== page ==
Will the Olympics prove to be a key driver for China's inbound leisure tourism?
22 August, 2008: Historically the Olympics have proved not to be the best driver of tourism growth, as was stated by the European Tour Operators Association and witnessed by Sydney and Athens in their disappointing tourism performance in the aftermath of the event.
China’s inbound tourism performance has so far been disappointing, with hotels announcing lower-than-expected occupancy rates, and arenas displaying a number of empty seats.
Frustrating visa restrictions have been a major factor hampering visitor numbers on this occasion.
Furthermore, several holidaymakers to the region may have also opted for alternative destinations during this period to avoid what they thought would have been a huge rush, massive crowds and inflated hotel prices hampering arrivals.
Beijing officals had anticipated an up to 20% hike in the 420,000 foreign arrivals in August compared to last year. Instead, they are more likely to see 8-9% growth.
However, some key factors with this particular market and this particular games event offer it strong prospects to see growth in the longer term. These may present the source for its longer-term growth and position as one of the fastest-growing destinations.
Beijing’s huge opening ceremony, however controversial, caught the domestic and overseas viewer’s full attention with its brilliance and grandeur. China’s rich history and culture were also demonstrated through the display of its inventions, gunpowder, printing, papermaking and the compass.
China has also strategically drawn prominent attention towards much of its beautiful landscape through many of its races. The Loashan mountains were a scenic backdrop for the BMX bicycle races, whilst the awe-inspiring Great Wall featured in the road cycle races.
The sailing competition at the coast of Qingdao also raised the profile of destination amongst sun, sand and sea lovers.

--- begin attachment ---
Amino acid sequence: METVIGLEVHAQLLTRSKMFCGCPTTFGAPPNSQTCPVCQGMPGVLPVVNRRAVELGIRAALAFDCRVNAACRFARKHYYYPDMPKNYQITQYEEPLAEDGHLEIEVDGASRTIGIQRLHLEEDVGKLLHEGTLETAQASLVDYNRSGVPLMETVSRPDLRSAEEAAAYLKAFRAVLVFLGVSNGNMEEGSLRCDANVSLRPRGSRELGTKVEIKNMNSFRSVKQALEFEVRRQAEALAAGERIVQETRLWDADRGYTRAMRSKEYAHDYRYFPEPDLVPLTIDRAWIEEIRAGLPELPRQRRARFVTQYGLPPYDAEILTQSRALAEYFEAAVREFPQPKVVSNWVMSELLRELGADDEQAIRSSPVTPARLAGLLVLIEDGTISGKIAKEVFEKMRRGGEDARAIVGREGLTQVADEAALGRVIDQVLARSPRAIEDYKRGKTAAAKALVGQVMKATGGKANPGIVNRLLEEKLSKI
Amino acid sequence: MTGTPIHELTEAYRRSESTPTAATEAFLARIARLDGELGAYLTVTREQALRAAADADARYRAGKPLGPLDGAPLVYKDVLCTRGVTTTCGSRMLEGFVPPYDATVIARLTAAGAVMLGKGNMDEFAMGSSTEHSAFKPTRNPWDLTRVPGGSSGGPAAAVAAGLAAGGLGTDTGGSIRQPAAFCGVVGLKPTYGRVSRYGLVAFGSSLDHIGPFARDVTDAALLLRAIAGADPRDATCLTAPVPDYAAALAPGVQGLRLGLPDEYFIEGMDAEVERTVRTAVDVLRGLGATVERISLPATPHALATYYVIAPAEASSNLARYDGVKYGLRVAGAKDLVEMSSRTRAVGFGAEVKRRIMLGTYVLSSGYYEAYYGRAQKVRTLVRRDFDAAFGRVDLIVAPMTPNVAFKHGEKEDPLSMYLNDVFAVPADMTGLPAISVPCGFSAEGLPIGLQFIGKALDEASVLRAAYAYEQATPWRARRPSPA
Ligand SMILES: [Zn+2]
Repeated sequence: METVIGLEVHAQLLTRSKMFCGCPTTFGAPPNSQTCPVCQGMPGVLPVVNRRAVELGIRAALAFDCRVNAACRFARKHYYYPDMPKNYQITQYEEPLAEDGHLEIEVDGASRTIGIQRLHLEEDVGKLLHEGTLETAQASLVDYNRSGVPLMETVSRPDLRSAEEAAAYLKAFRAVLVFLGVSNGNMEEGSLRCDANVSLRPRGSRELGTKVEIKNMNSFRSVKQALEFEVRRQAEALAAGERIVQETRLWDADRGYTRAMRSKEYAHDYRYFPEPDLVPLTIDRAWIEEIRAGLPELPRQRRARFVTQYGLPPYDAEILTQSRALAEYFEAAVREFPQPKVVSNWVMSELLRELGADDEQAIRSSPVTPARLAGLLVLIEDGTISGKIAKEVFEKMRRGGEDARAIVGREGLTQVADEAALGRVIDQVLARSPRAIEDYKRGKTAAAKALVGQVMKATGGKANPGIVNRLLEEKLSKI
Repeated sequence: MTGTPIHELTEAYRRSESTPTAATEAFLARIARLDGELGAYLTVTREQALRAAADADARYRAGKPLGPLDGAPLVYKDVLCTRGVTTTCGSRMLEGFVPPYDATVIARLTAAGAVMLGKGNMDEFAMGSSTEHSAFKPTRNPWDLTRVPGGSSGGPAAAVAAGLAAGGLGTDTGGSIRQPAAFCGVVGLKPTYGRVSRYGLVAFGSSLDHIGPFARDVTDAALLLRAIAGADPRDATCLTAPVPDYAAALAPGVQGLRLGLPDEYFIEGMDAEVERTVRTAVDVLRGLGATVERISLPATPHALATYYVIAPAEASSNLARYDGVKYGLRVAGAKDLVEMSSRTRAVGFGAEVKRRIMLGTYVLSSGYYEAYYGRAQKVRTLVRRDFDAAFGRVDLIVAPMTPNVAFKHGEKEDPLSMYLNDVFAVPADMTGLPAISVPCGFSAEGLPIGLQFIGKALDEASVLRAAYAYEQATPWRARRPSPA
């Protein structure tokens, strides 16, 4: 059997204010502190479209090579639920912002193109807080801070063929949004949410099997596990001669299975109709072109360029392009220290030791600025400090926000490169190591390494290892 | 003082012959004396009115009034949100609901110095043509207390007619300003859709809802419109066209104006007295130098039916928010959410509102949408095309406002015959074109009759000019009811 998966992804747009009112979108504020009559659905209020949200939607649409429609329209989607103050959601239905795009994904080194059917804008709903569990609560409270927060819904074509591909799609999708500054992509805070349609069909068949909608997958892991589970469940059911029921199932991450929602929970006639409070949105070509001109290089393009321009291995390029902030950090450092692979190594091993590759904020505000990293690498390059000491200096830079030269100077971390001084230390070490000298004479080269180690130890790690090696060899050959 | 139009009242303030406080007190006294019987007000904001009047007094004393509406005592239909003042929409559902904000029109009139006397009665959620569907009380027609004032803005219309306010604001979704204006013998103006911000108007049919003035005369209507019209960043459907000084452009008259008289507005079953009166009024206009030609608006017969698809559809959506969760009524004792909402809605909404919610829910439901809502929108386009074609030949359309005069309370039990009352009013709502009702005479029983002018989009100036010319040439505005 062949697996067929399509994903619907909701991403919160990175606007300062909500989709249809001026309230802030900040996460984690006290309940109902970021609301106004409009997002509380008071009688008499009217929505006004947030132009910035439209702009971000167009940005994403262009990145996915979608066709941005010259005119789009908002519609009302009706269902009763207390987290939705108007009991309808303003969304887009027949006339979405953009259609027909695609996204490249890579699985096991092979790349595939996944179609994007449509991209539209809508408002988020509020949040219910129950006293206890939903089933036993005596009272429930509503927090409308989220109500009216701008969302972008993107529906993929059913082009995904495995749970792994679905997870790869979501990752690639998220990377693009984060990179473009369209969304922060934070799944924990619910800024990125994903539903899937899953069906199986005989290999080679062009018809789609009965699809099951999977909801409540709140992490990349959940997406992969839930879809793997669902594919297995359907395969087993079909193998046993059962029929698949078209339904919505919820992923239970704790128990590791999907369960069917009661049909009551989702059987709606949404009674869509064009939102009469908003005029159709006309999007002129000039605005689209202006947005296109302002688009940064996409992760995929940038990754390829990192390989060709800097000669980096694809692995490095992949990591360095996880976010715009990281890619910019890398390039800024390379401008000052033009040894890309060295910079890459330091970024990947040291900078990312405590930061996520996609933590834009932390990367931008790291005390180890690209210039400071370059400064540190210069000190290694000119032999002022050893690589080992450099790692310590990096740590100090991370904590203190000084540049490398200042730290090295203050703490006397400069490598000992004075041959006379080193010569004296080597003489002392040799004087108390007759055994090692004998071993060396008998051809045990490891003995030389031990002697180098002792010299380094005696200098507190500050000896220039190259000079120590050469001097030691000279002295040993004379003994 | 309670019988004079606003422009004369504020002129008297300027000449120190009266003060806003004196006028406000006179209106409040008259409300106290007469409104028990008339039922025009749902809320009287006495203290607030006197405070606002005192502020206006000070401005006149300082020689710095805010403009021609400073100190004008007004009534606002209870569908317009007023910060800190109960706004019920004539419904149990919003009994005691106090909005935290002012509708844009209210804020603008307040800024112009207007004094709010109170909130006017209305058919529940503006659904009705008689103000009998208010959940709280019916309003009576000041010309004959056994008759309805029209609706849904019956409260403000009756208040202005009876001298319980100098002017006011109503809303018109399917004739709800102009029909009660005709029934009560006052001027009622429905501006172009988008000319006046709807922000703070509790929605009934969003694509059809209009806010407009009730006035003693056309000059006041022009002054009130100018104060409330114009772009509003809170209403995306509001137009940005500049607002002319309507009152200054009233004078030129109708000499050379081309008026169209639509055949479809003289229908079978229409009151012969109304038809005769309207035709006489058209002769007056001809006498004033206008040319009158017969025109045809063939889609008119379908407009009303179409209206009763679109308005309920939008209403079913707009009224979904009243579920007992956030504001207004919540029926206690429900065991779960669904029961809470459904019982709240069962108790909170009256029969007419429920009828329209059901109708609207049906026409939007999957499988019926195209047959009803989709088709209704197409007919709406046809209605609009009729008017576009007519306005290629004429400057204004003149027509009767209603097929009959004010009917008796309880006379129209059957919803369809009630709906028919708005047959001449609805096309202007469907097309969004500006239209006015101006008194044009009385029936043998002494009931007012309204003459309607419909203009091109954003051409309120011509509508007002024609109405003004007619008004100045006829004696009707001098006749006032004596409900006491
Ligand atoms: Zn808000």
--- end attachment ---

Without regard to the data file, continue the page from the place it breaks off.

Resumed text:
Unlike Athens and Sydney, China still sits quite far down the list of favourite holiday destinations for UK and other European tourists. This could be an advantage for China’s future tourism growth following the Olympic games, as it inspires further interest.
The country already generates the biggest tourism revenues and inflows in Asia Pacific, but this is dominated by its neighbouring countries, including, Hong Kong, Macau, Taiwan, Japan and South Korea.
As Western outbound travel to Asia is still in its infancy, interest towards a less familiar destination could spark more attention and dynamic growth from key Western travel demographics, in particular culture tourists, history lovers, adventure tourists and independent travellers.
Many travel players are counting on China’s growth in inbound tourism once the Olympics is over. InterContinental Hotel Group introduced seven new properties across the country already, and Indian Hotels Company plans to enter China with the management of two hotels under the Taj brand, to name a few.
China’s huge expenditure of US$36 billion on Olympics preparations and the subsequent international publicity, whether good or bad, may well provide the positive dynamism which China has intended, resulting in great returns for both the government and tourism players investing in China, not only in the immediate aftermath, but for the long term as well.